Thursday, March 2, 2017

Updates from the Step-down Ward

Good evening! 

It's been a beautiful day in Kigali. Our patients were perking up like flowers in the sunlight after yesterday's rainy weather. Three of our six post-op patients have transitioned from the Intensive Care Unit to the Step Down unit with pacing wires and chest tubes being taken out. They are returning not just back to baseline, but doing even better than they were before surgery now that they have their new valves.

So what does all this mean? Intensive Care Unit (ICU) and Step Down? Well, that is one of the things as a medical student and up and coming resident I am learning. Determining how far along a patient is in their recovery and if they are ready for less invasive monitoring is one of the most important aspects of post-operative care. I have had the opportunity to discuss care in the ICU with the intensivists as well as surgical residents and learn about ventilator settings, the type of medications, and monitoring patients are on while in the ICU. And today I had the opportunity to talk to Sue Ellen, the nurse in charge of the Step Down unit to discuss the difference between ICU and Step Down and the different goals for transition out of each.  

The goal of the ICU is  immediate recovery after surgery. This includes recovery from the effects of anesthesia, intensive monitoring for life threatening complications of surgery such as bleeding or stroke, and removal of lines and wires that are placed on them for surgery. Once we have monitored their vital signs, blood pressure, breathing, heart rhythm on an EKG, and made sure there is no bleeding in their chest, monitored by output from a tube that is placed in their chest at the end of surgery, and the patient appears to be doing well, they are transferred to the Step Down Unit.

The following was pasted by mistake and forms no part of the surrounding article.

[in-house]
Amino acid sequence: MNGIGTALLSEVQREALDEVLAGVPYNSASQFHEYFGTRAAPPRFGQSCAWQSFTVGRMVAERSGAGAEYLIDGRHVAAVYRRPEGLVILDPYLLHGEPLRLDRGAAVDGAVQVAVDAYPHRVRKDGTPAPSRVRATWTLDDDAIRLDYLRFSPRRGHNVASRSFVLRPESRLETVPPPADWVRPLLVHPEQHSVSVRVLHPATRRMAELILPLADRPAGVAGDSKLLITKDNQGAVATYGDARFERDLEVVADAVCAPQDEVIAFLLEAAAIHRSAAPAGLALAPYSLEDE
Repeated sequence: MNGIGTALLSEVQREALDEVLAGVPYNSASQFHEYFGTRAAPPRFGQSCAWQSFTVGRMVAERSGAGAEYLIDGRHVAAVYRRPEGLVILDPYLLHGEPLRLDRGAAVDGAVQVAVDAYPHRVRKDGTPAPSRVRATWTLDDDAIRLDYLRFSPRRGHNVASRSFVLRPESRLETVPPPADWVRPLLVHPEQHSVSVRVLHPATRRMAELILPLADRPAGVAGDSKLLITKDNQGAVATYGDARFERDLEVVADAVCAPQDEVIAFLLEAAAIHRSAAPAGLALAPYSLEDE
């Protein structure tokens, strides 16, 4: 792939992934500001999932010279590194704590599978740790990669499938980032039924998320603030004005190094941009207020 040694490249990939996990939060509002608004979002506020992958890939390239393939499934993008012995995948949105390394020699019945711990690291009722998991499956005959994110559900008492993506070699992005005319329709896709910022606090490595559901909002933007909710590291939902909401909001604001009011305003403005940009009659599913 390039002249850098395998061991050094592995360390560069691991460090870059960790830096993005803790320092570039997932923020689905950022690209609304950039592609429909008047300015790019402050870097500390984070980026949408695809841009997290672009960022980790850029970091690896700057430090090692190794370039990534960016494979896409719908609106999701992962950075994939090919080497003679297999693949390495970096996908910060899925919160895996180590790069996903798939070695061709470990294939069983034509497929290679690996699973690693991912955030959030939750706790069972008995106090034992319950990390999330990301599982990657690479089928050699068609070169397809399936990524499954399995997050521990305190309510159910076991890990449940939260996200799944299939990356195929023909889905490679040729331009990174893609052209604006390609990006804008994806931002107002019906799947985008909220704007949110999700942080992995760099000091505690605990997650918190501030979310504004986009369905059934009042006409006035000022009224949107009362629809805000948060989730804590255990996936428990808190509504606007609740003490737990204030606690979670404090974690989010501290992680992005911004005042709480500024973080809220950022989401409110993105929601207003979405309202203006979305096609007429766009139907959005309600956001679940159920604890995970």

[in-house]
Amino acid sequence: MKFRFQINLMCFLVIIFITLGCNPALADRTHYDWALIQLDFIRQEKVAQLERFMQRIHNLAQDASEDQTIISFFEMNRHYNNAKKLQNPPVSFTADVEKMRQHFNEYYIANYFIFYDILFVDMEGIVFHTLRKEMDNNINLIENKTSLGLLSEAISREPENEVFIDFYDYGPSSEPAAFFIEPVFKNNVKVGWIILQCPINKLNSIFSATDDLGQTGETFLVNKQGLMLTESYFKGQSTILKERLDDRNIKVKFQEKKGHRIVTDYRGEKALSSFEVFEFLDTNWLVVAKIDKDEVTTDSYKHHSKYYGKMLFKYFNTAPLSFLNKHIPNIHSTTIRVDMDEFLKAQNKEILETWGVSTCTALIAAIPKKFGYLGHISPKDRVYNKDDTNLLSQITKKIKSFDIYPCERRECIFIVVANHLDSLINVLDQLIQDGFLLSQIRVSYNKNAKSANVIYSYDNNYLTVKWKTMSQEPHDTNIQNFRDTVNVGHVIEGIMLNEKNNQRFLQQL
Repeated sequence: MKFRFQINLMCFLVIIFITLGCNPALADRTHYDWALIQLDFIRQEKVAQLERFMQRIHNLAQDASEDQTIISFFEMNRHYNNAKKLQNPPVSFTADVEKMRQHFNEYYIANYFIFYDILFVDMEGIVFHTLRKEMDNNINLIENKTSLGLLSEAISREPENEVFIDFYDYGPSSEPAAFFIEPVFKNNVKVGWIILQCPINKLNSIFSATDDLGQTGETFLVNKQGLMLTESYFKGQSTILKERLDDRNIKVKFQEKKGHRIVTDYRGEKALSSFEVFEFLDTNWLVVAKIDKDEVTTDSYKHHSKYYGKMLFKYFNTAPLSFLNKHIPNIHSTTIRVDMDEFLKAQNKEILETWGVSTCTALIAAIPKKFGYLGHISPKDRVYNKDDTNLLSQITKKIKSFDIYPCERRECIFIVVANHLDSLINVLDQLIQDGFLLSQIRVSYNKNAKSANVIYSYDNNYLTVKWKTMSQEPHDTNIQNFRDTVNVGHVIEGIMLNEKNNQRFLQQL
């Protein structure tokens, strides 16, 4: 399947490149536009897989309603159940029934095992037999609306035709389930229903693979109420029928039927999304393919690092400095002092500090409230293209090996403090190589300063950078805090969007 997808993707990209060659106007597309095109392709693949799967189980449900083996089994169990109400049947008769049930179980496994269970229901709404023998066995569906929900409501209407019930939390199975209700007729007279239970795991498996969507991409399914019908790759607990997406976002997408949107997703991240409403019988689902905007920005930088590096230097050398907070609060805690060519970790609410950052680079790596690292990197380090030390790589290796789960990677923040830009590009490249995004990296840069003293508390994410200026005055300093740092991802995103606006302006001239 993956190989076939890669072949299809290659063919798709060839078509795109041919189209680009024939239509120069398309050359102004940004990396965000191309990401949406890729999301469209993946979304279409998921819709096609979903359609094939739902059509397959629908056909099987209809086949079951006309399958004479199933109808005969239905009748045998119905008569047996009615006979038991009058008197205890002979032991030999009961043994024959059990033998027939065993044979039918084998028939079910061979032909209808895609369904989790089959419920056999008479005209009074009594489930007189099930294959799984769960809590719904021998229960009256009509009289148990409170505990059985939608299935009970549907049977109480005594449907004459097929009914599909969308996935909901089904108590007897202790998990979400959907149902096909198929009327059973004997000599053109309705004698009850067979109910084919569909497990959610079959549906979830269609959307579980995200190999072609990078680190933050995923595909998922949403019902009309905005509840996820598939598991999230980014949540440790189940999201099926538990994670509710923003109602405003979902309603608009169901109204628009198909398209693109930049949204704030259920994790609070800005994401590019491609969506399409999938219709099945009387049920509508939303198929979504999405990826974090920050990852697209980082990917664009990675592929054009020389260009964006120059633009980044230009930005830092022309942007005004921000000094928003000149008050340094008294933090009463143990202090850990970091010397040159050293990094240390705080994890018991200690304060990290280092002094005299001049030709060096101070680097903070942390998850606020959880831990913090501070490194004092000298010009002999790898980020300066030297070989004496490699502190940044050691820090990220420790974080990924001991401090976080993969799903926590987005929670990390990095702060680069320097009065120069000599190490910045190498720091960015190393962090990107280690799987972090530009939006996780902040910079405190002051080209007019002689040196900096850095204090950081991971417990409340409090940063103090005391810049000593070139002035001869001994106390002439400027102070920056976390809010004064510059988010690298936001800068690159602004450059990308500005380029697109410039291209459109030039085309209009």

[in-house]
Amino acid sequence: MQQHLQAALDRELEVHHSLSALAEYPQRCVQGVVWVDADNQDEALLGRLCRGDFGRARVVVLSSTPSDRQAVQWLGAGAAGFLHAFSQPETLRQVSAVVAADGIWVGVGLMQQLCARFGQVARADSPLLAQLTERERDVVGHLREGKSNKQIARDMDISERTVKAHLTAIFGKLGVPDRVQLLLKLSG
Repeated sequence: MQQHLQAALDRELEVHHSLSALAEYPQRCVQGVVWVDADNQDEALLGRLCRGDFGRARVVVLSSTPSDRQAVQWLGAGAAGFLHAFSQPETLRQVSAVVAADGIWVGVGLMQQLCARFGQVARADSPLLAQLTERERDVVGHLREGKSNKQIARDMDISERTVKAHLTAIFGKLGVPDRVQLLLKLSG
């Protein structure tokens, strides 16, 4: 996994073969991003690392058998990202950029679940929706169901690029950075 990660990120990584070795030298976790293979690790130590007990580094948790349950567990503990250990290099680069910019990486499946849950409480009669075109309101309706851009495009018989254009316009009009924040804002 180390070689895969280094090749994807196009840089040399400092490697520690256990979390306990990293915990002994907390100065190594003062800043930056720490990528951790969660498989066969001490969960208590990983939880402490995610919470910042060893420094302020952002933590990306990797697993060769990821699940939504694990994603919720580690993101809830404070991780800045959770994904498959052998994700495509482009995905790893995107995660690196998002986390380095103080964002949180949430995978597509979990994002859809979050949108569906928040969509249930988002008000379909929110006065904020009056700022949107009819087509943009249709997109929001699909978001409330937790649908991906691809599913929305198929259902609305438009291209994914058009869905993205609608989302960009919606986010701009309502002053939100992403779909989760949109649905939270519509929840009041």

The goals of the step down unit are to optimize the patient's condition and prepare them to go home. A challenge unique to the work we do in Rwanda is that they do not have the accessibility of visiting nurses and medical care that we have in the United States. Therefore, before patients leave we must make sure they have the education and resources to get the medications and follow-up care that is needed after surgery.

While the patient is in the step down unit, we make sure they are getting up and moving around, doing deep breathing to prevent complications in their lungs, their pain is well-controlled, and that any fluid built up around their heart as a result of their damaged valves is starting to come off. We can tell the fluid is decreasing with chest x-rays, listening to their lungs, and tracking their body weight.

Once the patients start to feel better the goal is to educate them on what they need to know for post-surgical care, about the Warfarin medication they will be on, and making sure they are connected to a local physician who will be able to monitor and manage them. To educate the patients we have local nurses who translate and work with the patients and we have videos in Kinyarwanda - the language of Rwanda.

When a patient does not do well after surgery it is not usually a direct effect of the surgery, it is a result of lack of follow-up care. We must make sure they will have access to the medications we discharge them home on, that they are available in the country and that they are inexpensive enough the patients can afford them.

Educating the patients is essential for them to be able to advocate for themselves once our team has left. For the same reason, it is important to educate the patients' families as well as the local nursing staff - together they can all advocate for the patient to ensure strong follow-up care.  

Our first patient Emmanuel is doing extremely well. Today, one of our nurses in training, Sam, began speaking with Emmanuel about possible barriers to his follow-up care so we can figure out ways around potential obstacles that may arise in terms of patient education, finances, transportation, etc. Sam and Emmanuel are pictured below having this discussion. Emmanuel gave a big smile when Sam asked him  if he would mind me taking his picture for the blog post today. I am so happy to see him smiling and feeling well again. 

I will post more as the week goes on and we see our patients in the step down unit walking around, talking, watching videos, sitting outside and starting to feel even better than they did before their surgery. 

Have a great day everyone! Until the next post…

~Bridget C.

Patient Emmanuel receiving post op teaching

Dr. Bruce Leavitt with one of our patients and his father

Volunteer Judy Sgantas with one of our patients and her family

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